Planet Japan, that crazy nation that blows your senses apart and rebuilds them in a kaleidoscope of colour conflict – vending machines that sell everything you never knew you needed, onsens to lose yourself in for days, Harajuku madness, plastic sushi, real sushi, rainbow food, robot restaurants. Yep, we’re already confused and we’ve been there (a lot).
If it’s your first time or fiftieth time, you’re in luck because now thanks to a ton of smart phone and android apps, you can make more sense of this country and elevate your skiing and snowboarding holiday in the land of Japow.
Just download these apps before arriving and find all you need from transport to restaurants to storing luggage, taking the right Shinkansen to finding the best ramen.
Oh, you’ll need data of course so make sure you’re set up with a local or data SIM card or get yourself pocket wifi.
If you only use one site this is the must have for making sense of train travel. On Hyperdia you’ll get departure and arrival times, which trains take the JR Pass, the best trains to take to get from one resort to another and if you have an iPhone then you can use the voice requests on the app. Ask Hyperdia for a specific route or time and it will then search it for you. Also available for android.
Ramen. It is the godsend of Japan. You’ll be hard pressed to find a bad one, but to help you get the absolute best ramen then download the Ramen Beast. These guys are the local experts on where to find the best ramen with listings on the iPhone app featuring photos, recommended dishes, who is open when and where and more. It’s not available for android yet but there are a ton of ramen apps, just not all as quirky and fun and hip as the beast.
We’re obsessed by the camera translate on Google Translate. Obsessed. Point your phone camera at the street sign, the food packaging, the newspaper, even the confusing toilet and voila, it will translate what you’re reading.
If you want to use it for conversation then we recommend using the landscape format. Just turn the phone on its side and you’ll have big type text like an auto cue. Also try the voice translation, get someone to speak into it in English or Japanese and translate into the other.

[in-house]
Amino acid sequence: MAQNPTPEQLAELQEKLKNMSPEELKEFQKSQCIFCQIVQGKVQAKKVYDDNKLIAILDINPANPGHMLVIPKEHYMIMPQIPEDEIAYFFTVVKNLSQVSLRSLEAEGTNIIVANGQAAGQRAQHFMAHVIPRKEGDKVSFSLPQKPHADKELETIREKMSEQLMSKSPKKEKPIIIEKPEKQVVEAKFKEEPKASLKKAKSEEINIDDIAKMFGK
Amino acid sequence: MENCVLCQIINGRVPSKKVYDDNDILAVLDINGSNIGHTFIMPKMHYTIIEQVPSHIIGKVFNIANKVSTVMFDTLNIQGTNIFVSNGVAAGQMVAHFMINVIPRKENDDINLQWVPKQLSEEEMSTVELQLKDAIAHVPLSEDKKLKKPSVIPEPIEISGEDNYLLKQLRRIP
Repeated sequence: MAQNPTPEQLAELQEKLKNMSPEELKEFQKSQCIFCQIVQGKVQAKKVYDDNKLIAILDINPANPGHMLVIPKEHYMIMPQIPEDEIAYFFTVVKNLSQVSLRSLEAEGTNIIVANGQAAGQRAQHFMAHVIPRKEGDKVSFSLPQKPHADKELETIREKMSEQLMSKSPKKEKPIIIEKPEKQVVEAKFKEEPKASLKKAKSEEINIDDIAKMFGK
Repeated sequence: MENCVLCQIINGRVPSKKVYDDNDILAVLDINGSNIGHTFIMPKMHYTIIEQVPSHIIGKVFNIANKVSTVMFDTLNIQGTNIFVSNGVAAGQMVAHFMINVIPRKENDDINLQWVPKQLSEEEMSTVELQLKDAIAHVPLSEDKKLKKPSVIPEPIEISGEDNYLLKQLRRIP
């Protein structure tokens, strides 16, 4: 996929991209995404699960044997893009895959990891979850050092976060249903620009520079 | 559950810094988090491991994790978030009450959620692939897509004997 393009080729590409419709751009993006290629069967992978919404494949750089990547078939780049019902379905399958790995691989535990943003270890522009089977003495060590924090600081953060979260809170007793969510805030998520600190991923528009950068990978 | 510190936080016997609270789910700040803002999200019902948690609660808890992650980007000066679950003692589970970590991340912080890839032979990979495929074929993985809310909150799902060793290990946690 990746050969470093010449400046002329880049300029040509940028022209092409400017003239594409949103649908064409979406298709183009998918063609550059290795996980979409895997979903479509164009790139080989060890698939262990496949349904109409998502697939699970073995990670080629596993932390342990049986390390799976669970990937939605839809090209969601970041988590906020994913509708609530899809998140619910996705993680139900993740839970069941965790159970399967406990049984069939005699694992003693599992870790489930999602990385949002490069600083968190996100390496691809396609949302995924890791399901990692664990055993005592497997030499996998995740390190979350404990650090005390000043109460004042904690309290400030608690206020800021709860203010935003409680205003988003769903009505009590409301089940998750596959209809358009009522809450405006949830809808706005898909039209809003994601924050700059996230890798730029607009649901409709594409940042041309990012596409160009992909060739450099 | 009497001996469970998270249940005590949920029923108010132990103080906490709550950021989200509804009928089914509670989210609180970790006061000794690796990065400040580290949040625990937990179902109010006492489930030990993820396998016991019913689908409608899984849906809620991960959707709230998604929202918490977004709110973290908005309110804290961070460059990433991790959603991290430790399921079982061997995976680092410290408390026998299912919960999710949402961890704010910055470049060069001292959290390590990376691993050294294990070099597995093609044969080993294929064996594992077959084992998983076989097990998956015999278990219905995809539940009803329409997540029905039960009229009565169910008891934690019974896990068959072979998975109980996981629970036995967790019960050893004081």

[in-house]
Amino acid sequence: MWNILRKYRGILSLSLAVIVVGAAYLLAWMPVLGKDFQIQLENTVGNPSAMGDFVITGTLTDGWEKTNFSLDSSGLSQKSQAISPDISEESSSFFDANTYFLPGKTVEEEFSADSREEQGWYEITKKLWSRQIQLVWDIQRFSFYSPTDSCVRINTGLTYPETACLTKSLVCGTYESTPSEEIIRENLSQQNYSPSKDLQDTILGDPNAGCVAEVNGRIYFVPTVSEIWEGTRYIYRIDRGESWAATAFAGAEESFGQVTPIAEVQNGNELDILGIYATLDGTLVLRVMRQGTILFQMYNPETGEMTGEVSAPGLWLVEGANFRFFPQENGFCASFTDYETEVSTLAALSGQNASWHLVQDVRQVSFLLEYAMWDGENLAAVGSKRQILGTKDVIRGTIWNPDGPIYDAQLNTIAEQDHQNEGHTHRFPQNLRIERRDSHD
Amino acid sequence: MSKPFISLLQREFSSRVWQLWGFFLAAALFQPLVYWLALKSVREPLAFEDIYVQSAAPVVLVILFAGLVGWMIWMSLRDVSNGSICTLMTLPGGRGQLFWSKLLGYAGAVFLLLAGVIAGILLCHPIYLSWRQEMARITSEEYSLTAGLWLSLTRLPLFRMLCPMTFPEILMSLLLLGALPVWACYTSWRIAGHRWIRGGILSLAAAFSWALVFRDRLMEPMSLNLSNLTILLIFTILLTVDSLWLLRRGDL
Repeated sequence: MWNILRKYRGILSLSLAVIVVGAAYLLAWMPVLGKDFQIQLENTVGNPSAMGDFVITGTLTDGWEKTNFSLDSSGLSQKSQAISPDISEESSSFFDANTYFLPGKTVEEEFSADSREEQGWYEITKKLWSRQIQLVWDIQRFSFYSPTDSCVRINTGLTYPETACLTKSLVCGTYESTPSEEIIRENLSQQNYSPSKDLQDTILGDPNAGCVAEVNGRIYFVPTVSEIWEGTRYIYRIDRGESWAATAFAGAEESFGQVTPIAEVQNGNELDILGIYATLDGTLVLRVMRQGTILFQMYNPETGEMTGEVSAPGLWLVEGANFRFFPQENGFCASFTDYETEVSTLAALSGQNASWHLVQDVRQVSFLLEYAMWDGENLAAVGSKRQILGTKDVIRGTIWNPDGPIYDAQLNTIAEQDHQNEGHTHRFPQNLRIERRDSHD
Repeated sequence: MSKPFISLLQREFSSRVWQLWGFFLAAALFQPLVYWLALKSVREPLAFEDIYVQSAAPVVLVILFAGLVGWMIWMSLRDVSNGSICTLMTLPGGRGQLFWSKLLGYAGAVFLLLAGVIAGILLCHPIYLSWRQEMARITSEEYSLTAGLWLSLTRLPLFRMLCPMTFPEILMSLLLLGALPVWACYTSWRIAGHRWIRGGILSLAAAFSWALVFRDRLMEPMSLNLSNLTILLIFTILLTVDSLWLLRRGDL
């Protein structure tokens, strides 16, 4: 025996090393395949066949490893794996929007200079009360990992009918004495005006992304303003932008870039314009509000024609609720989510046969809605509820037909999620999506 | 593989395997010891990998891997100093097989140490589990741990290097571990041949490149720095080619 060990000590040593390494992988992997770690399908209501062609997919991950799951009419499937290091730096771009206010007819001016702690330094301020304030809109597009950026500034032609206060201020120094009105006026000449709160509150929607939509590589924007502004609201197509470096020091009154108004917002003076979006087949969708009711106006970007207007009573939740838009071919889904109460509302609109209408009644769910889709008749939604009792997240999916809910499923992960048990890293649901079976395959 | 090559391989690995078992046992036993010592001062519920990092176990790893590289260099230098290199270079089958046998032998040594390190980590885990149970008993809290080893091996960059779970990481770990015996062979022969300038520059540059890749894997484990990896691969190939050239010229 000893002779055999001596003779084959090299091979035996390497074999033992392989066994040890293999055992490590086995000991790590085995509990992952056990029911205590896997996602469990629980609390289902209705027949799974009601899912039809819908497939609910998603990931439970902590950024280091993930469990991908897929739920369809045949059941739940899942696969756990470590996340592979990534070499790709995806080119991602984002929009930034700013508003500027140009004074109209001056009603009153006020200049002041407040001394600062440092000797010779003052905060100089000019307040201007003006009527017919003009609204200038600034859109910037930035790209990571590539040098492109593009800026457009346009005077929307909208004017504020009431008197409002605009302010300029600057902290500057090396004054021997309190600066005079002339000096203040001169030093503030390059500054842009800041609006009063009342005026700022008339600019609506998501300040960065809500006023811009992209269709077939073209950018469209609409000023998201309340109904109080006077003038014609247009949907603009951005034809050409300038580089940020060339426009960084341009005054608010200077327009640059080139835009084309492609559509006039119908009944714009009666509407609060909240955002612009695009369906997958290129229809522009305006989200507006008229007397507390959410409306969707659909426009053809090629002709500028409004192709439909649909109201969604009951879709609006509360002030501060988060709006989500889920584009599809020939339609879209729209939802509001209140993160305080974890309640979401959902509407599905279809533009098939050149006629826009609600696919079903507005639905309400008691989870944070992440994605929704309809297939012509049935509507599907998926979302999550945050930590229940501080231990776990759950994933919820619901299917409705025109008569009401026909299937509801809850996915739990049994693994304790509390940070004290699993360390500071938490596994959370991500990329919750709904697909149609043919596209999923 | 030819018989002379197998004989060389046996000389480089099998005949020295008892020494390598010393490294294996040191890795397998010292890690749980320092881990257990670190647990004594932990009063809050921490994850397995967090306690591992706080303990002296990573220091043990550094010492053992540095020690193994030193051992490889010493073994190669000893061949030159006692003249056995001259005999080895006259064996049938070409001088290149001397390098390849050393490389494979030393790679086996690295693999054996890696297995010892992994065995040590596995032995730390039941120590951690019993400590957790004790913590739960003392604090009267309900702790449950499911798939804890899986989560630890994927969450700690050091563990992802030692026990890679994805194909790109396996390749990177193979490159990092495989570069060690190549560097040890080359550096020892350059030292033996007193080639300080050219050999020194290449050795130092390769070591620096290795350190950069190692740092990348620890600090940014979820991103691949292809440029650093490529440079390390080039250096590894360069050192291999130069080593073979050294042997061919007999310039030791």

There is a local translation app called Yomiwa that pretty much does the same thing with a camera pointed on any writing in Japan if you find Google not working well enough for you.
If we had a dollar for every time someone in our Japan Facebook Groups asked us where they can store their luggage while they sightsee or go skiing after checking out from their lodge, well, then, we’d be loaded.
Ecbo Cloak is akin to Air BnB, just search where you’ll be and voila, a list of nearby storage offers pops up in people’s homes, restaurants, stores and more. You can book and pay via the app too (also on android) and get directions to where you need to offload your gear.
Japan travel NaviTime
Oh Tokyo, you complex and addictive minx. To make sense of getting around this mammoth city then use NaviTime for navigation for iPhone and android from your hotel to a tourist spot, a restaurant, an Onsen, wherever you’re heading. Plus find the best shopping, food, experiences and even discount coupons.
Yes you can use Uber in Japan, but TAKKUN for taxis in Tokyo is prime as it partners with over a dozen taxi companies. Use the app (also android) to book a taxi, get your identification number for that taxi, check it’s location on the app, then when it arrives use Google Maps to show where you’re going in Japanese. Remember to carry cash and don’t open and close the taxi door yourself as they are automatic.
Think of this as the Yelp of Japan dining. It’s not an app but it is a searchable website and the ultimate restaurant guide in Japan with diner ratings, recommendations and even an awards rating. Plus there’s plenty of drool worthy pictures to get the hunger juices flowing. The star ratings really help and you can search by style of food, location, hours of opening, yen you want to spend and more.
Join our Japan Facebook Group for skiers and snowboarders and tap into our brains trust of seasoned travellers.
Do you use any useful apps while travelling in Japan? Which ones do you rate?